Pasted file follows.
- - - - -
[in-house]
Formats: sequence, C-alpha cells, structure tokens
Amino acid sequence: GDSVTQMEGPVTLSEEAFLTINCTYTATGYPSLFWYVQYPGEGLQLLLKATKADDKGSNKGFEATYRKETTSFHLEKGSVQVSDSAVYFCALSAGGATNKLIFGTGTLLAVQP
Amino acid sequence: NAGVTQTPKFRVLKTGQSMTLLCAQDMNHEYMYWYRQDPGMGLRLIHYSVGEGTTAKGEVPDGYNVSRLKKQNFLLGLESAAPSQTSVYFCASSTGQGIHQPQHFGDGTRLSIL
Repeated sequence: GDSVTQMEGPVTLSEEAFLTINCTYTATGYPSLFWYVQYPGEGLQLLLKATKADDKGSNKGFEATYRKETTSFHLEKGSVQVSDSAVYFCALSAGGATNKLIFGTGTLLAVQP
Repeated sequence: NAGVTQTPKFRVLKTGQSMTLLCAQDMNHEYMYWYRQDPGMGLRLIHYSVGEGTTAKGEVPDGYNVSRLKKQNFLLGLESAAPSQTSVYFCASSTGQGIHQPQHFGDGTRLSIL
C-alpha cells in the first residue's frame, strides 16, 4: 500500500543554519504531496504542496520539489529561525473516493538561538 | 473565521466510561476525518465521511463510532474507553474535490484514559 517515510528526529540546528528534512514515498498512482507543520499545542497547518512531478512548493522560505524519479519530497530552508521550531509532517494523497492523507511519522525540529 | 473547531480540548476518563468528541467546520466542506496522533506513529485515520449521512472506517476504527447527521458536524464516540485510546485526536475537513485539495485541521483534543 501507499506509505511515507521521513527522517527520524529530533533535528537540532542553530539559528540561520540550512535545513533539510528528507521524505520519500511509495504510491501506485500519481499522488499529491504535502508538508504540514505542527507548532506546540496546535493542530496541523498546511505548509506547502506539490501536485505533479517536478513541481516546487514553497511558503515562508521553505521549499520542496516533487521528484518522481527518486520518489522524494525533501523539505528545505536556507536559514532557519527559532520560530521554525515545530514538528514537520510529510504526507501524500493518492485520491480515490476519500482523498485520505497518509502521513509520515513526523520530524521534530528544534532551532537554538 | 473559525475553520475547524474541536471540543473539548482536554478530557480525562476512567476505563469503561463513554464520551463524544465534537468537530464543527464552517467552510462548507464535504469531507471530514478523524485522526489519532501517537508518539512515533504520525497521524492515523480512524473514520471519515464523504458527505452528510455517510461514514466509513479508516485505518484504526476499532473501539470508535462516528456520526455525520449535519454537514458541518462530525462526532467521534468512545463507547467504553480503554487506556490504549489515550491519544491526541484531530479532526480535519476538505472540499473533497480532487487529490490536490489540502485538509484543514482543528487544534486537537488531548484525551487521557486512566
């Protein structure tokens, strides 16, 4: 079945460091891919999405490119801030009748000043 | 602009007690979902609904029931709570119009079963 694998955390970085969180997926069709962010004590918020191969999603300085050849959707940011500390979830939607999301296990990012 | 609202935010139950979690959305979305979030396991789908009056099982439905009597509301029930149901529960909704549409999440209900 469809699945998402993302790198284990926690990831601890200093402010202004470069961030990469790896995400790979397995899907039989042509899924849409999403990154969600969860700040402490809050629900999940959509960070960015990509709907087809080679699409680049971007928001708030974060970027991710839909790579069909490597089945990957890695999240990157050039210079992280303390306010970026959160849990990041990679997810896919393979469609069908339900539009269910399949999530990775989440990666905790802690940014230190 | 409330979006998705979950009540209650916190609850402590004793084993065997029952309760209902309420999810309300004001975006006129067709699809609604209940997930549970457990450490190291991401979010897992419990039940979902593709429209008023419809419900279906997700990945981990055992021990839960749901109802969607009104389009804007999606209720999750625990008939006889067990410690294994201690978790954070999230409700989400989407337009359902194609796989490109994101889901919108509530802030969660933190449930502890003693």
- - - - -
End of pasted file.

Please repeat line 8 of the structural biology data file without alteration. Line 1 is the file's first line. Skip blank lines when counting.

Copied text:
């Protein structure tokens, strides 16, 4: 079945460091891919999405490119801030009748000043 | 602009007690979902609904029931709570119009079963 694998955390970085969180997926069709962010004590918020191969999603300085050849959707940011500390979830939607999301296990990012 | 609202935010139950979690959305979305979030396991789908009056099982439905009597509301029930149901529960909704549409999440209900 469809699945998402993302790198284990926690990831601890200093402010202004470069961030990469790896995400790979397995899907039989042509899924849409999403990154969600969860700040402490809050629900999940959509960070960015990509709907087809080679699409680049971007928001708030974060970027991710839909790579069909490597089945990957890695999240990157050039210079992280303390306010970026959160849990990041990679997810896919393979469609069908339900539009269910399949999530990775989440990666905790802690940014230190 | 409330979006998705979950009540209650916190609850402590004793084993065997029952309760209902309420999810309300004001975006006129067709699809609604209940997930549970457990450490190291991401979010897992419990039940979902593709429209008023419809419900279906997700990945981990055992021990839960749901109802969607009104389009804007999606209720999750625990008939006889067990410690294994201690978790954070999230409700989400989407337009359902194609796989490109994101889901919108509530802030969660933190449930502890003693």